In 1959, Truman Capote learns of the murder of a Kansas family and decides to write a book about the case. While researching for his novel In Cold Blood, Capote forms a relationship with one of the killers, Perry Smith, who is on death row.
Philip Seymour Hoffman,
Clifton Collins Jr.,
With a job traveling around the country firing people, Ryan Bingham enjoys his life living out of a suitcase, but finds that lifestyle threatened by the presence of a new hire and a potential love interest.
Michael Clayton, a high-priced law firm's fixer, leaves a late night poker game, gets a call to drive to Westchester, and watches his car blow up as he's taking an impromptu dawn walk through a field. Flash back four days. He owes a loan shark to cover his brother's debts (Michael's own gambling habits have left him virtually broke). His law firm is negotiating a high-stakes merger, and his firm's six year defense of a conglomerate's pesticide use is at risk when one of the firm's top litigators goes off his meds and puts the case in jeopardy. While Michael is trying to fix things someone decides to kill him. Who? Meanwhile his son summarizes the plot of a dark fantasy novel. Written by
In the early part of the film, during a drive in Manhattan, a tree can clearly be seen in vivid bloom, which occurs in Spring. However, the rest of the scenes take place in a Christmas Season time frame, evidenced by the numerous shots with lit trees, and decorations. As well, the grass is dead in most rural New York scenes, and actors' breath is clearly visible, once again suggesting late Autumn, or early winter. See more »
Michael. Dear Michael. Of course it's you, who else could they send, who else could be trusted? I... I know it's a long way and you're ready to go to work... all I'm saying is wait, just wait, just-just-just... please hear me out because this is not an episode, relapse, fuck-up, it's... I'm begging you Michael. I'm begging you. Try and make believe this is not just madness because this is not just madness. Two weeks ago I came out of the building, okay, I'm running across Sixth ...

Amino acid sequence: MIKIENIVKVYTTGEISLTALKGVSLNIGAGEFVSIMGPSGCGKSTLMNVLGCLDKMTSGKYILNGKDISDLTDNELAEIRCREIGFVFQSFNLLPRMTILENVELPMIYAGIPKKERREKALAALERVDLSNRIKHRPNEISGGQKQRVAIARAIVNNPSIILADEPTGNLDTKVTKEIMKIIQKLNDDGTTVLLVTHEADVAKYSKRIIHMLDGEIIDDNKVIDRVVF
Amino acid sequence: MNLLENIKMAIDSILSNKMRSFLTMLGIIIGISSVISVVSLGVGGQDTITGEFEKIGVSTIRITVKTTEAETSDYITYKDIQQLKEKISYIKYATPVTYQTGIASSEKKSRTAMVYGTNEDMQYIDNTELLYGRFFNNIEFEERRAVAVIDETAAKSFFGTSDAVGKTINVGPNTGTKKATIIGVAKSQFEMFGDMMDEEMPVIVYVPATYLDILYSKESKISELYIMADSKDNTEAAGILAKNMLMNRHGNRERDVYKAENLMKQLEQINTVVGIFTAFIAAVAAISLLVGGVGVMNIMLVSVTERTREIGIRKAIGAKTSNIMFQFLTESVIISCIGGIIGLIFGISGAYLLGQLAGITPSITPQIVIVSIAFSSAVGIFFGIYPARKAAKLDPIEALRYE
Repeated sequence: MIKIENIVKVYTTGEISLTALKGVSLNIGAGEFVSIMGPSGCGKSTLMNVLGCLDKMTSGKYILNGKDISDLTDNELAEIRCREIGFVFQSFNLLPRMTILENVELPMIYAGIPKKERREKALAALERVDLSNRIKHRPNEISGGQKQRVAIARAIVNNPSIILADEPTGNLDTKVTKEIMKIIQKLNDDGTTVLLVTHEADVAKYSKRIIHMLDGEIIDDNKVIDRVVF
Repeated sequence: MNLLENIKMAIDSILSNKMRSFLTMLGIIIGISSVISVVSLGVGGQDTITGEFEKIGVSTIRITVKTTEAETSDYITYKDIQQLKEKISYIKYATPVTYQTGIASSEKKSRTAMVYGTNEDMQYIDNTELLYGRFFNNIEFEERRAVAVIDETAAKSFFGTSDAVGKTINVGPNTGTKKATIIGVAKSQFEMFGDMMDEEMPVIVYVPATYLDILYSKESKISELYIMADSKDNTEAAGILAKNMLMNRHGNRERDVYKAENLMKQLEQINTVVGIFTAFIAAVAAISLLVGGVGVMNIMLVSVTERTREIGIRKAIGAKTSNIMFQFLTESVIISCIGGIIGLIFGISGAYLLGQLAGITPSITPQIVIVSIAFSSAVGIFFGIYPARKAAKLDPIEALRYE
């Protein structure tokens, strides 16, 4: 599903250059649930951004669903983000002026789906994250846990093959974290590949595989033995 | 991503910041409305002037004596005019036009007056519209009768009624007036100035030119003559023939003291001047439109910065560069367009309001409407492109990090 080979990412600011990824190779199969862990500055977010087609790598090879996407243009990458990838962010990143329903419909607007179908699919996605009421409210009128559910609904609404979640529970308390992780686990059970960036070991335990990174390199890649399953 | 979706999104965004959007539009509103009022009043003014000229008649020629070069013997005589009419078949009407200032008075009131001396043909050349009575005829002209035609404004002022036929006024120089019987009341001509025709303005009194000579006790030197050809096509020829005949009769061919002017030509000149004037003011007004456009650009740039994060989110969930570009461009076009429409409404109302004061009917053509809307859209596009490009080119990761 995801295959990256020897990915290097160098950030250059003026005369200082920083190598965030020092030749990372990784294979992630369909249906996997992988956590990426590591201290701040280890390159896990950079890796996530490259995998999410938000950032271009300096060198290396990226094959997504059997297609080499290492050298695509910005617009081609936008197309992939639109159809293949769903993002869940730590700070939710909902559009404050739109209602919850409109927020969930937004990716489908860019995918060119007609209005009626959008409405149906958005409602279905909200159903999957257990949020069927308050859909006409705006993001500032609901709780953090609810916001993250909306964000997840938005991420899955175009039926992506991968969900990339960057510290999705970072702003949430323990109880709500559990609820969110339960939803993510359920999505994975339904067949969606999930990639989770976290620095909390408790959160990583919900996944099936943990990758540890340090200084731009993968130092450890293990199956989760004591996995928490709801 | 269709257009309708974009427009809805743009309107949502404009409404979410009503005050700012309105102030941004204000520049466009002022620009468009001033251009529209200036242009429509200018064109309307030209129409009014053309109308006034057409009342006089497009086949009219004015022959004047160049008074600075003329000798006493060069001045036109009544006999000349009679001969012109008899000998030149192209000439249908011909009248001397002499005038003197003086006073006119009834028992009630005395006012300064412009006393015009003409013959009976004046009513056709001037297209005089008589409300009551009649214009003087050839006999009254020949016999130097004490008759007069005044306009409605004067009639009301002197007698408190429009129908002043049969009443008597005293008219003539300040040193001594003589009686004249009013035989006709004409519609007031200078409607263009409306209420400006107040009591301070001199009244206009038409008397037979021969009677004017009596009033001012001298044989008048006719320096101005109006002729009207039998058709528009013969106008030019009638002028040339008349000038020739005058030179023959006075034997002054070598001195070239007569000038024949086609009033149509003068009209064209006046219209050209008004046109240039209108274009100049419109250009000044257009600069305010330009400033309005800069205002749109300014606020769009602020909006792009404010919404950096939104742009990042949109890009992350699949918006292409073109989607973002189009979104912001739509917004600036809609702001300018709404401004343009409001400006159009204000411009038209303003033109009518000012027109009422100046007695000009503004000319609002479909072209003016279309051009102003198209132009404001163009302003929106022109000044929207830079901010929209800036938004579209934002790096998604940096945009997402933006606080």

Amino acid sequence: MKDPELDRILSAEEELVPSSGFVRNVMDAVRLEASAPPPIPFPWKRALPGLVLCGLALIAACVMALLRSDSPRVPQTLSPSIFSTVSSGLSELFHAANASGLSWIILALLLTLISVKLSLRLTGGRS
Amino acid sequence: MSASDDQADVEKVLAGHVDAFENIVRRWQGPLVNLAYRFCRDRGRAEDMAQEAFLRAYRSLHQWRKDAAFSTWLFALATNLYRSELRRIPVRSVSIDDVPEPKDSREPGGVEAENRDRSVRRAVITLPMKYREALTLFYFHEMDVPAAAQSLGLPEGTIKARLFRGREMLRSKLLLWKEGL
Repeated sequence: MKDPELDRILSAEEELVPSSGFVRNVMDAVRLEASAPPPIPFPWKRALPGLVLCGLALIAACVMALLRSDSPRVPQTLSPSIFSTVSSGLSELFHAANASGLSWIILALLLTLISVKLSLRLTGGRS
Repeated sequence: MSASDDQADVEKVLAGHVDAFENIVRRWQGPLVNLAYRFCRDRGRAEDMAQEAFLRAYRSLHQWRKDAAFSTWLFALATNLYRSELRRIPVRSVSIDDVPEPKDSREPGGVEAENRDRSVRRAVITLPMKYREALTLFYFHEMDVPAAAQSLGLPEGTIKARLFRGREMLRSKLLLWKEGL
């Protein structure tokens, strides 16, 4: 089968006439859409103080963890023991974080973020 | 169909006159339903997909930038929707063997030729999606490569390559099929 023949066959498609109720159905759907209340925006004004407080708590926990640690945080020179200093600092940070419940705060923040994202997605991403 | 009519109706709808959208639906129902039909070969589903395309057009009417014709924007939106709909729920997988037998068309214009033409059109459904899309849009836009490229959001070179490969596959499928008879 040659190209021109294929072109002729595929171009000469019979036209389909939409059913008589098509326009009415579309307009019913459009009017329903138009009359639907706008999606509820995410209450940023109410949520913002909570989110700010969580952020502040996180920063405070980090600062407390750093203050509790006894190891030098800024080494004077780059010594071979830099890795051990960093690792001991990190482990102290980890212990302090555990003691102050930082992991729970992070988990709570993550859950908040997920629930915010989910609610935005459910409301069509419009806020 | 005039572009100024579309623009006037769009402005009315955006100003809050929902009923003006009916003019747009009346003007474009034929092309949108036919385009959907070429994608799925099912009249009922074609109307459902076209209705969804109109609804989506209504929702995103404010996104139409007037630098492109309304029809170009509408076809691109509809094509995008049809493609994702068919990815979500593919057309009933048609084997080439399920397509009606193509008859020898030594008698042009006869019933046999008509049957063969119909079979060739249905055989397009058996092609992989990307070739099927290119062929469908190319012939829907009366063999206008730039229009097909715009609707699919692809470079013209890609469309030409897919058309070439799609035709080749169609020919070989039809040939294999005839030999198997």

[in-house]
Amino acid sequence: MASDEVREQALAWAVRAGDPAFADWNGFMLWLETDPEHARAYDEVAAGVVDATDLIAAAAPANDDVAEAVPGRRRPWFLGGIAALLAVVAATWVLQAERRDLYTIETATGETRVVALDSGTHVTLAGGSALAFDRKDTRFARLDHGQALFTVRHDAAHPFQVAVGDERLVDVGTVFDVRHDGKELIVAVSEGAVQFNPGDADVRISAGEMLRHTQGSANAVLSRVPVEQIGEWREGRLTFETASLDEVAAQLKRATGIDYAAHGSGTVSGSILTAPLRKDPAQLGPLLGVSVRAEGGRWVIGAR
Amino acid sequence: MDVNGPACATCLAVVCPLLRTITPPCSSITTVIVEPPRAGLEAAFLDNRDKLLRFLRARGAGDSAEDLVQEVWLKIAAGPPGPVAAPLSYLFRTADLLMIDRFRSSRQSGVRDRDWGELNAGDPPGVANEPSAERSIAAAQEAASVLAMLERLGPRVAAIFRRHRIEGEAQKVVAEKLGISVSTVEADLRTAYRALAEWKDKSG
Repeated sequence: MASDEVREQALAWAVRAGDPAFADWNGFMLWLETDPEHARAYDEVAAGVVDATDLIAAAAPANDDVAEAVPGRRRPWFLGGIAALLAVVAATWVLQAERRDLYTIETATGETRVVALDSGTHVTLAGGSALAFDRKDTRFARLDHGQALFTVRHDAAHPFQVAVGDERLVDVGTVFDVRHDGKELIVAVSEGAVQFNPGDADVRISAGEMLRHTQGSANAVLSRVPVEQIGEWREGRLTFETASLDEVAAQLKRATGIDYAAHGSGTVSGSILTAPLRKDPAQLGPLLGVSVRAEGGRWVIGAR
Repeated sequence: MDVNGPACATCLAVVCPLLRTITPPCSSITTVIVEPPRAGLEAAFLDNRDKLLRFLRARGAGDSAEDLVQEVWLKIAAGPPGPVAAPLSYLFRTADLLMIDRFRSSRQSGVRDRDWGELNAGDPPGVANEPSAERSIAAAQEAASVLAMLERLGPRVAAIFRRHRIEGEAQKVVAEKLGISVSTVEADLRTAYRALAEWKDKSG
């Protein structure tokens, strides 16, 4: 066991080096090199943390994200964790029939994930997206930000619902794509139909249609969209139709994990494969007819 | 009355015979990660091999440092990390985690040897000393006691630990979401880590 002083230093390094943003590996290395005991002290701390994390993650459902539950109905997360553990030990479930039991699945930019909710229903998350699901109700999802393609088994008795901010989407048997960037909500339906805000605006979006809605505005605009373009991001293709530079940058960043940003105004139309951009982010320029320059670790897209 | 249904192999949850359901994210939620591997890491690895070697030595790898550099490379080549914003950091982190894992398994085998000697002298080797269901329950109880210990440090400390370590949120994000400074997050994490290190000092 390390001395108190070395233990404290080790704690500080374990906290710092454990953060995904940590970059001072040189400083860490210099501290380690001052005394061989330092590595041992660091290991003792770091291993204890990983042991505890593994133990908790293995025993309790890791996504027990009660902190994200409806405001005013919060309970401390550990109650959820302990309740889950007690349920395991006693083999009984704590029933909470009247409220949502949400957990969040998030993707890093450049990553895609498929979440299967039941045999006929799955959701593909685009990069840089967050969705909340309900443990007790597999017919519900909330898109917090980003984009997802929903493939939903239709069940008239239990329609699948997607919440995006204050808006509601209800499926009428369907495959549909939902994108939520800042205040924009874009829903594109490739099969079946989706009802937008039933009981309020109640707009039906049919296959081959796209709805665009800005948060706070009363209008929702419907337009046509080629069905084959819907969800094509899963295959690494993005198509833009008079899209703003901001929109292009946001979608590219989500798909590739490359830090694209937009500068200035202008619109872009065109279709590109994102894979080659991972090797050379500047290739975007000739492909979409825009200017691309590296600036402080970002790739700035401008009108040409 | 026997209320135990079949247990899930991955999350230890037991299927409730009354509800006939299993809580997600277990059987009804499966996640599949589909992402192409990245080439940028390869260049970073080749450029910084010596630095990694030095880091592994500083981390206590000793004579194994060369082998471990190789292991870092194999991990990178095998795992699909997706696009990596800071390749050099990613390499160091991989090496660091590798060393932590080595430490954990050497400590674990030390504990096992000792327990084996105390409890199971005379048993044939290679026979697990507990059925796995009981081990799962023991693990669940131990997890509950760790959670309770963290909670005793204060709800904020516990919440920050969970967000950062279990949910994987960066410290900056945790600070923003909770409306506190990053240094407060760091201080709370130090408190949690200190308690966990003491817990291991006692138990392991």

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I have to say that I didn't expect much of Michael Clayton. But it has grown on me in such a way, reassuring me with it's decided desolate aura, that I owe a review to those in a doubtful measure.
Although it starts with some idle comings and goings, the first reaction we have is to alienate with Clayton. He is battered down, morally ambiguous, suffered. If one watches closely his eyes, one can discover within how a feeling of despair takes over. Clooney is a very happy, cheerful guy: you will appreciate his work, how he lets Clayton dominate Clooney.
In here, the lawyer of the title must decide which side to take in an important lawsuit after his friend changes sides and endangers himself. Is he helping the good guys? How can he tell, deep Inside? The film carries the moral dilemmas, the strangled fight between choosing the good and the correct. Gilroy commanded a brilliant, harrowing script. But Clooney is the definite star, with his sadness, empathy. His sorrow is deeply moving.
The Grey, moisturized environments, carefully veiled with a soft mist. Clooney's interior acting, arising within his foggy emotions.
This film is not cheerful, it's somehow depressing. But it's a must see.
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